When someone mentions Michigan, what’s the first thing that springs to mind? I’d wager most of my net worth that it’s not castles. Surprisingly, however, Michigan has a number of famous castles that are worth a visit. Still skeptical? Let’s clear a few things up.
What technically constitutes a castle?
According to Merriam Webster’s dictionary, a castle is a large fortified building or set of buildings. Most of the castles on this list will not stand up to that definition. Alas, that is not the only definition offered. The alternate is much more fitting for our list – a massive or imposing house. Sorry if I got your hopes up, but there are no medieval fortresses tucked away in the corners of the state overlooking one of the Great Lakes.
What’s not included on this list?
Some of the more famous “castles” in Michigan aren’t buildings at all, they’re (extremely cool) geologic formations that don’t qualify for this list according to our agreed-upon definition. So, you won’t find anything in regards to Castle Rock or Miners Castle at Pictured Rocks (below). These are definitely places you’ll want to see, but they’re not technically a part of this list.
Michigan’s REAL castles
Now that we’ve gone ahead and defined our terms, let’s walk through the state’s castles to see if you can find one to visit near you on your next Michigan getaway.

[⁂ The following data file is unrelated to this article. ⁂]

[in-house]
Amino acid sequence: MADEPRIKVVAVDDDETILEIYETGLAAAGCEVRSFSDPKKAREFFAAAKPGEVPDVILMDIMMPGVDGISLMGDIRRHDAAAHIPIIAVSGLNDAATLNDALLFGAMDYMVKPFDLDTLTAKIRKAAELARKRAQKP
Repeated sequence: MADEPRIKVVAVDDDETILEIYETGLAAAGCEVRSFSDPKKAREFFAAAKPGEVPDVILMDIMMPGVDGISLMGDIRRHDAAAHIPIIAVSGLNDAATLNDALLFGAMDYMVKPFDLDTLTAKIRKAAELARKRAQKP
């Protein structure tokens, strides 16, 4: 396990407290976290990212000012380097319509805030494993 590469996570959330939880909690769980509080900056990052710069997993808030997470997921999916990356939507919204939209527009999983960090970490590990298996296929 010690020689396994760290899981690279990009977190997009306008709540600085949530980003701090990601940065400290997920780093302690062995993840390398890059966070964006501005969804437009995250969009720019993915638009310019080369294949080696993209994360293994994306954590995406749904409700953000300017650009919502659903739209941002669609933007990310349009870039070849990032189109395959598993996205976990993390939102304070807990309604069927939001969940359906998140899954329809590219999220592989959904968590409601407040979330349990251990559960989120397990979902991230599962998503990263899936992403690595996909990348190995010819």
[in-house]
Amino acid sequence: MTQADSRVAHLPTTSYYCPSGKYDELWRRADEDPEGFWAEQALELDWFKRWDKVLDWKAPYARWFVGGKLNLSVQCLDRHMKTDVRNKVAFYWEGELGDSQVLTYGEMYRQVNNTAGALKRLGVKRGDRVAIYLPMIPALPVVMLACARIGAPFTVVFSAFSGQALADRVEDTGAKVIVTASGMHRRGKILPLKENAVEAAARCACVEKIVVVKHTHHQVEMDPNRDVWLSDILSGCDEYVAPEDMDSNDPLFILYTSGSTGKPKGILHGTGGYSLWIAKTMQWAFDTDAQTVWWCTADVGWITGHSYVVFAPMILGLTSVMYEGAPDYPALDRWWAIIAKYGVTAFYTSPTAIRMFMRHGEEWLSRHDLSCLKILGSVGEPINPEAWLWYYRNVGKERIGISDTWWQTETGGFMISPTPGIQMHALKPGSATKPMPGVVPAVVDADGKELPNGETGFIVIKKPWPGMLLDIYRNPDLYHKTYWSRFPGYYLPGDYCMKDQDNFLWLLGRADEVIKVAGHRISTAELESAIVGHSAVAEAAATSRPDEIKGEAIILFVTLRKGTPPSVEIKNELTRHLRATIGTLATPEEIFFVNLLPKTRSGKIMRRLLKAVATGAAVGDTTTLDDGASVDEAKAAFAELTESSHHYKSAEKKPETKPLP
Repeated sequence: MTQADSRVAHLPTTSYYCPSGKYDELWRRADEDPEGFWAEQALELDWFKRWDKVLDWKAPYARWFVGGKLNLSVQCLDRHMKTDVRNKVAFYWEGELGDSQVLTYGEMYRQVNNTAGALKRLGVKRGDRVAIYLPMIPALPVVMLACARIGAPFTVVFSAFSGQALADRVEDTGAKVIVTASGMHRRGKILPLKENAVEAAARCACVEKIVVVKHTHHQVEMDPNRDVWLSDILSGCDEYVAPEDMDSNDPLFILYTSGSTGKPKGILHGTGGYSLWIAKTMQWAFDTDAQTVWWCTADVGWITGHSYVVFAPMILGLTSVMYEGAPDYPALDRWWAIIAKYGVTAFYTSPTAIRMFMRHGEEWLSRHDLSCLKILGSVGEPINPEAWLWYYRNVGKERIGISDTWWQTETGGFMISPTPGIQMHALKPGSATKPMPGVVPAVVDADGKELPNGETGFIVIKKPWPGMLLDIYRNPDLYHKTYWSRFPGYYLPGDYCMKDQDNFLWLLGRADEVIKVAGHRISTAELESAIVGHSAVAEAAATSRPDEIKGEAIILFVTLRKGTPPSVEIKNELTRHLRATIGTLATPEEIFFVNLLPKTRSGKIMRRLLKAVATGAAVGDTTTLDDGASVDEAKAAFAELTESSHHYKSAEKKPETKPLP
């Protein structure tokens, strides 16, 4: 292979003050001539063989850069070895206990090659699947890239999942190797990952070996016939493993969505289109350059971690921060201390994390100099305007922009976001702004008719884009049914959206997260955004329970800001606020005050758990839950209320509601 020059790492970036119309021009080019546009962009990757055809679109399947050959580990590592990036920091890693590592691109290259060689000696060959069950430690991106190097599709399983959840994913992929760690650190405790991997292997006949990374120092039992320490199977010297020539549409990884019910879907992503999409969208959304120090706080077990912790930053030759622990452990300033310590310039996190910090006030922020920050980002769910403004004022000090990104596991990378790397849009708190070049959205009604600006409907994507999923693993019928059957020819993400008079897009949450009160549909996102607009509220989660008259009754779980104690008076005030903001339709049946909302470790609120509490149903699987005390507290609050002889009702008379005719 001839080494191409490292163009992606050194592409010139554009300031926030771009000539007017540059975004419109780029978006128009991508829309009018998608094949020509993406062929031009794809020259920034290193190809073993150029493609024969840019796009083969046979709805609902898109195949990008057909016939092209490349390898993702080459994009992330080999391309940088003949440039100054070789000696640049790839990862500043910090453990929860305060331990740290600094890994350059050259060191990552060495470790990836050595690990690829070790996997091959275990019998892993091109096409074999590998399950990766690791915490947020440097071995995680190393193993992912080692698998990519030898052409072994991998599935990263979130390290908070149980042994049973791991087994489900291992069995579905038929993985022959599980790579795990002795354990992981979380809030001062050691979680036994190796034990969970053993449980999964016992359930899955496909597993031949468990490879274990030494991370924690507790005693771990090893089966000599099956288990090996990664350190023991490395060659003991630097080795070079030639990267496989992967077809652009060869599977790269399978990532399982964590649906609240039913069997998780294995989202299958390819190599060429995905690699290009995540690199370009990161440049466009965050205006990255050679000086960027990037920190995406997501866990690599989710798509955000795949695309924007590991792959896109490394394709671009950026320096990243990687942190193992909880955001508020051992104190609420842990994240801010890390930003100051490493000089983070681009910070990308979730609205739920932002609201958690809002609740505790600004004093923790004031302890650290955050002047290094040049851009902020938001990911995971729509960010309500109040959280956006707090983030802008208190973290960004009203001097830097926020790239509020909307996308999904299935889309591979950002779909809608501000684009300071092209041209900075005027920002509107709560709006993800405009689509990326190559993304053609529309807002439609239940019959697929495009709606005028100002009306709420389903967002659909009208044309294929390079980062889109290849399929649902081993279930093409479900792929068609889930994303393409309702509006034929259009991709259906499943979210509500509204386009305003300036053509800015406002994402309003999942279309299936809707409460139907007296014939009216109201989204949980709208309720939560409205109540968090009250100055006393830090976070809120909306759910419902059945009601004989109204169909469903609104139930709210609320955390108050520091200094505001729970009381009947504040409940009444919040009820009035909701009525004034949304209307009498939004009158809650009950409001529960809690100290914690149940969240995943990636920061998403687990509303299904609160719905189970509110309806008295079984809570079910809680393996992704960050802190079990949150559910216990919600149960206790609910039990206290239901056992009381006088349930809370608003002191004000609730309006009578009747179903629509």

Attached to the legendary Bavarian Inn restaurant in Frankenmuth, the Castle Shops carries the look of a proper German castle. Before or after your delicious dinner you can swing through the Castle Shops to find a fine assortment of German wines and cheeses as well as an astonishing collection of souvenirs. At the very least, grab a photo on your next trip through Frankenmuth to stock up on Christmas supplies at Bronner’s.
Michigan State has quite a few iconic pieces of architecture on their campus but few stick out like the Beaumont Tower. Completed in 1928, the tower was designed in a gothic style and was meant to be a monument to teaching and was the brainchild of a former student, John W. Beaumont, an 1882 graduate.
Who doesn’t want to get married in a castle? When it comes to castles in Michigan for weddings, Castle Farms is hard to beat as far as wedding destinations go. Located in beautiful Charlevoix, this 103 year old castle hosts events of all types, including weddings, receptions, private parties, and festivals.
Did you know that Saginaw had a significant French history? Few do. The Castle Museum was designed to honor the area’s French heritage and contains not only items of local interest, but statewide archaeological and historical exhibits.
Located on the University of Michigan campus, the Law Quadrangle consists of five buildings constructed in the Tudor gothic style. It took a decade to finish the buildings which were completed in 1933. Former student William Cook (graduate 1880, 1882) initially wanted to endow a professorship, but ultimately made donations that made the development of the Quadrangle possible.